Onboarding is the time for managers to develop relationships that are grounded in understanding. It’s the time to get curious and learn about their new team member, both personally and professionally. What are your new team members top strengths? What are they doing when they’re at their best? How do they like to receive feedback? How do they like to be recognized? What motivates them to come to work every day? What skills do they want to learn to help them grow and develop in their role and beyond? Onboarding programs that focus on the employee result in more effective transitions – so make day 1 about your new hire.
Research backed tip #2: Help new hires develop social connections to the company & their local community
Christopher Collins at Cornell University explains how to reduce turnover through social embeddedness. Collins argues that onboarding is an opportunity to help new hires develop social connections, but there are two parts to the social connection formula. Employees who have strong social networks both internally to their company and in their local community have very low desire or willingness to leave. The first part is to help new hires connect socially to their coworkers. People Teams can help new hires develop social ties by hosting happy hours and developing buddy programs.
The second and equally important part of the formula involves helping new hires and their families develop strong social ties to their local community, especially for new hires relocating for their role. Organized activities during the onboarding experience to help new hires connect with their local community could be volunteering with local nonprofits or fun activities like local restaurant tours. Assigning a buddy who lives in the same neighborhood could also help in the localization process.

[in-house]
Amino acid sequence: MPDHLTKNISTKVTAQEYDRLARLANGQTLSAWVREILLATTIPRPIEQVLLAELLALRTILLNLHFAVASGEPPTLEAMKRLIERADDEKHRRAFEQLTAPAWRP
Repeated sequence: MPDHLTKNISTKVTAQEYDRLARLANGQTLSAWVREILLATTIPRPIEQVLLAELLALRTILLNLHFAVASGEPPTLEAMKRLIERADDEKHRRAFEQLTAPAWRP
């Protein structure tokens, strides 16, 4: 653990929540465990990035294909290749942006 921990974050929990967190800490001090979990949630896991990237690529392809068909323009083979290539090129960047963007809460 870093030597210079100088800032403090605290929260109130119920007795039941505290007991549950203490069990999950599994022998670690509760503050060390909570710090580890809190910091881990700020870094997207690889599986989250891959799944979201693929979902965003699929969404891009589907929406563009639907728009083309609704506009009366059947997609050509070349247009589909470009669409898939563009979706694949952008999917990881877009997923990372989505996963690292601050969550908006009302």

Research backed tip #3: Commit to your new hire by starting learning & development opportunities on day 1
Learning and development plays a key role in recruiting and retaining an employee. A Price Waterhouse Coopers study revealed that Millennials ranked learning and development as the number one benefit an employer can offer–above both flexibility and financial incentives. A Culture Amp study also found that people who stay with an organization are 24% more likely to say they had access to learning and development. The bottom line is today’s employees thrive at organizations that provide opportunities to learn and grow.
During the onboarding process, learning and development can play a role in two key ways. First, as part of getting to know your new hire and putting them first (Tip #1), it’s important on day 1 to find out your new hire’s career development goals and show how you’re committed to their growth. For example, the People Team and manager might work with the new employee to map out a personalized learning path on Udemy for Business, an online learning platform.
Second, onboarding is also a chance to conduct any necessary training to fill in any gaps your new hire may lack. For example, all newly hired managers might undergo leadership training specific to your organization. In addition, it’s sometimes hard to hire for all the skills on your wish list. The onboarding process can be a good time to conduct key skills training. For example, maybe your new employee needs to learn an additional programming language to work effectively with your engineering team.
First impressions count
Finally, your onboarding process is an opportunity to make your first impression count. Creating an employee-centric onboarding experience by showing that you care about your employee’s well being and development on day 1 will go a long way to maximizing their satisfaction, productivity, and lifetime at your company.
For more ways to design research-backed people programs at your organization, check out The Deep Feedback Movement.